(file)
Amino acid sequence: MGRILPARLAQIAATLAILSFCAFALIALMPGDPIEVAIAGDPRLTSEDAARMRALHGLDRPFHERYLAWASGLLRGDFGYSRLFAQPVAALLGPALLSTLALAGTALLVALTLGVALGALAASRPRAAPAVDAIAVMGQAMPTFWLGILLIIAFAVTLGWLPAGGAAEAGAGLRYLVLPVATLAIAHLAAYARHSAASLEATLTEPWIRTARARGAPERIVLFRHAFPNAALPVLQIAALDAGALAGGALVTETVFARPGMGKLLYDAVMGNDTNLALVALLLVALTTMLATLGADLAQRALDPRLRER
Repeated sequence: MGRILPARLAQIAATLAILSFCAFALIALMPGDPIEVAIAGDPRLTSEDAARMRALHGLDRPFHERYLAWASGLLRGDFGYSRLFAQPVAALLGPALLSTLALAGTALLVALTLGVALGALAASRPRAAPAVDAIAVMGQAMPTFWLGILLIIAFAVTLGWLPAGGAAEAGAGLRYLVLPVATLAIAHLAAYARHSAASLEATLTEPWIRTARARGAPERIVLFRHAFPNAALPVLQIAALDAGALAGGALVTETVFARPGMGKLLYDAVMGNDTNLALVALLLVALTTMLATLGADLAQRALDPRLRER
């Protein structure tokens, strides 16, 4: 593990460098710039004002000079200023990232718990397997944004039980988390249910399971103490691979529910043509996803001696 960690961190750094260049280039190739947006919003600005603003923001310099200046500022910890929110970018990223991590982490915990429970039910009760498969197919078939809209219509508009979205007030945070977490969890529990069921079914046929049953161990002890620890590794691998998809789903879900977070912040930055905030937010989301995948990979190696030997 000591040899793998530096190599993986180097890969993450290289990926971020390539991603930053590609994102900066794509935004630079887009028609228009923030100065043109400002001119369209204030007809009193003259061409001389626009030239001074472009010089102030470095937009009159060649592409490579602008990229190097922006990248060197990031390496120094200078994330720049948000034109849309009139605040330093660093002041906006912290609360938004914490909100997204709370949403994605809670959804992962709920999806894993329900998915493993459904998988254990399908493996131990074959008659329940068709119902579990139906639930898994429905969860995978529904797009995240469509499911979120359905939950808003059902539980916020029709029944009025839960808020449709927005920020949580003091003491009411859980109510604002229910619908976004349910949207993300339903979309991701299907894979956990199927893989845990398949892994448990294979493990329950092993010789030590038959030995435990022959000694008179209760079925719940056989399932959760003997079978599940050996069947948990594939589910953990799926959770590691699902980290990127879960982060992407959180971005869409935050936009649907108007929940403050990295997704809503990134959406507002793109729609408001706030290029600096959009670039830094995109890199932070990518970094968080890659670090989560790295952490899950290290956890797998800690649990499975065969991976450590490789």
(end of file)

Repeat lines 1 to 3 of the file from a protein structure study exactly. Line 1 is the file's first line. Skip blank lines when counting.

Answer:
Amino acid sequence: MGRILPARLAQIAATLAILSFCAFALIALMPGDPIEVAIAGDPRLTSEDAARMRALHGLDRPFHERYLAWASGLLRGDFGYSRLFAQPVAALLGPALLSTLALAGTALLVALTLGVALGALAASRPRAAPAVDAIAVMGQAMPTFWLGILLIIAFAVTLGWLPAGGAAEAGAGLRYLVLPVATLAIAHLAAYARHSAASLEATLTEPWIRTARARGAPERIVLFRHAFPNAALPVLQIAALDAGALAGGALVTETVFARPGMGKLLYDAVMGNDTNLALVALLLVALTTMLATLGADLAQRALDPRLRER
Repeated sequence: MGRILPARLAQIAATLAILSFCAFALIALMPGDPIEVAIAGDPRLTSEDAARMRALHGLDRPFHERYLAWASGLLRGDFGYSRLFAQPVAALLGPALLSTLALAGTALLVALTLGVALGALAASRPRAAPAVDAIAVMGQAMPTFWLGILLIIAFAVTLGWLPAGGAAEAGAGLRYLVLPVATLAIAHLAAYARHSAASLEATLTEPWIRTARARGAPERIVLFRHAFPNAALPVLQIAALDAGALAGGALVTETVFARPGMGKLLYDAVMGNDTNLALVALLLVALTTMLATLGADLAQRALDPRLRER
């Protein structure tokens, strides 16, 4: 593990460098710039004002000079200023990232718990397997944004039980988390249910399971103490691979529910043509996803001696 960690961190750094260049280039190739947006919003600005603003923001310099200046500022910890929110970018990223991590982490915990429970039910009760498969197919078939809209219509508009979205007030945070977490969890529990069921079914046929049953161990002890620890590794691998998809789903879900977070912040930055905030937010989301995948990979190696030997 000591040899793998530096190599993986180097890969993450290289990926971020390539991603930053590609994102900066794509935004630079887009028609228009923030100065043109400002001119369209204030007809009193003259061409001389626009030239001074472009010089102030470095937009009159060649592409490579602008990229190097922006990248060197990031390496120094200078994330720049948000034109849309009139605040330093660093002041906006912290609360938004914490909100997204709370949403994605809670959804992962709920999806894993329900998915493993459904998988254990399908493996131990074959008659329940068709119902579990139906639930898994429905969860995978529904797009995240469509499911979120359905939950808003059902539980916020029709029944009025839960808020449709927005920020949580003091003491009411859980109510604002229910619908976004349910949207993300339903979309991701299907894979956990199927893989845990398949892994448990294979493990329950092993010789030590038959030995435990022959000694008179209760079925719940056989399932959760003997079978599940050996069947948990594939589910953990799926959770590691699902980290990127879960982060992407959180971005869409935050936009649907108007929940403050990295997704809503990134959406507002793109729609408001706030290029600096959009670039830094995109890199932070990518970094968080890659670090989560790295952490899950290290956890797998800690649990499975065969991976450590490789």